Weavers Way also implements several initiative to assist members who may be food insecure. The co-op’s Food For All Program is a “no questions asked” arrangement that affords members who sign up a 15% discount on their purchases. People can get an additional 5% off when they volunteer for six hours with participating organizations. Additionally, the Ambler location has a community fridge in partnership with Germantown Academy.

Philanthropy also remains top of mind to the co-op, which previously raised funds for relief efforts such as the war in Ukraine and the earthquake in Syria and Turkey.

Looking ahead, Weavers Way is expected to open its fourth shop this fall in Philadelphia’s Germantown neighborhood. The co-op has “been growing” financially, Roesser said, making about $36.5 million for fiscal year 2022.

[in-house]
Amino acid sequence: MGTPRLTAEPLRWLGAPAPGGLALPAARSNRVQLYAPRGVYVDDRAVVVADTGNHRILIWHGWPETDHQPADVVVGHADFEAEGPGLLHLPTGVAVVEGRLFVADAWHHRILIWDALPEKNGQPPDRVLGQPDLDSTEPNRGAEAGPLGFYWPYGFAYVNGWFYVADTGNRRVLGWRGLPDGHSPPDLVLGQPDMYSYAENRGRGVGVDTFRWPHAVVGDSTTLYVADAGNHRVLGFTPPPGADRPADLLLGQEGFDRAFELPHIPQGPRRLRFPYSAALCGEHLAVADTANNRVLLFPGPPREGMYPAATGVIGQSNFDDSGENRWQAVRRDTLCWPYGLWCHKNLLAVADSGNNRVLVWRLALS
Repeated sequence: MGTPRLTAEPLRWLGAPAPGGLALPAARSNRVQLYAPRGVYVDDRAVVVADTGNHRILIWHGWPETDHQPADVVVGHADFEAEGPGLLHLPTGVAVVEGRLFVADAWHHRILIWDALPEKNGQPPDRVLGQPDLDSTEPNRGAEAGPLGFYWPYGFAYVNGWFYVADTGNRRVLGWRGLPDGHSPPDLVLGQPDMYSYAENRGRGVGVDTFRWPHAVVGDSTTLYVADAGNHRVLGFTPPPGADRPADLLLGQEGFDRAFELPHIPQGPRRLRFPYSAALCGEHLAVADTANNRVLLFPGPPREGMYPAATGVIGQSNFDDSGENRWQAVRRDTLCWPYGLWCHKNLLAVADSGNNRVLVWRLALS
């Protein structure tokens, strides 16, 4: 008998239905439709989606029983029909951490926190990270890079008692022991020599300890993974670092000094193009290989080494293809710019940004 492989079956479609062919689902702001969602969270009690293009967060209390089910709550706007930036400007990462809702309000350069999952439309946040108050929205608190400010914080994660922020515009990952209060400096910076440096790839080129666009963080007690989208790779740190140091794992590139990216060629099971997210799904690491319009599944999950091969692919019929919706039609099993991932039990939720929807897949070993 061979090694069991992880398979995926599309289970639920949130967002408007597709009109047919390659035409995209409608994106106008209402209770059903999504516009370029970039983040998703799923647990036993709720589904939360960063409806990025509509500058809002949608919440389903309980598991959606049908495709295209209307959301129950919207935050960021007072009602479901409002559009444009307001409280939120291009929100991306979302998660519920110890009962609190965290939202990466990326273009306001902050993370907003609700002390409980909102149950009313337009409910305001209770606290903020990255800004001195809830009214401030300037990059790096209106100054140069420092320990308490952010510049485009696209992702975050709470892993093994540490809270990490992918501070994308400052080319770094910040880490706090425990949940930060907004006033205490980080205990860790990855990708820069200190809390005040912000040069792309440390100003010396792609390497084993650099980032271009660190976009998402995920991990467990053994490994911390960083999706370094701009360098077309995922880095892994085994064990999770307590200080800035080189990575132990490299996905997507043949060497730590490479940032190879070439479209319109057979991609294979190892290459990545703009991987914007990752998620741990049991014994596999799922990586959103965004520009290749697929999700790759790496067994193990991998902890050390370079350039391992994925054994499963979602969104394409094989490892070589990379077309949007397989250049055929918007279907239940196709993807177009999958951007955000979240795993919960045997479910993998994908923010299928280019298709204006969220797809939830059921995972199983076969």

When asked about other expansion opportunities in the suburbs, Roesser contemplated other potential Montgomery County locations.

“A consumer cooperative because we don’t exist for profit, we exist to meet member needs,” Roesser said. “So if we’re going to expand again I would look at places like Glenside where we have 600 members, Elkins Park, Lansdale, potentially.”

There are currently around 63 member households in Lansdale and 57 in North Wales shopping at the Ambler store. While no additional developments are yet expected, the co-op’s community first approach remains a fruitful venture all these years later.

“A community like Ambler or Lansdale thrives on the uniqueness of the place, and that’s partly the restaurants, and the theaters, and it’s places like Weavers Way,” he said. “So I think there’s a natural inclination to support local businesses.”


Source: Berkshire mont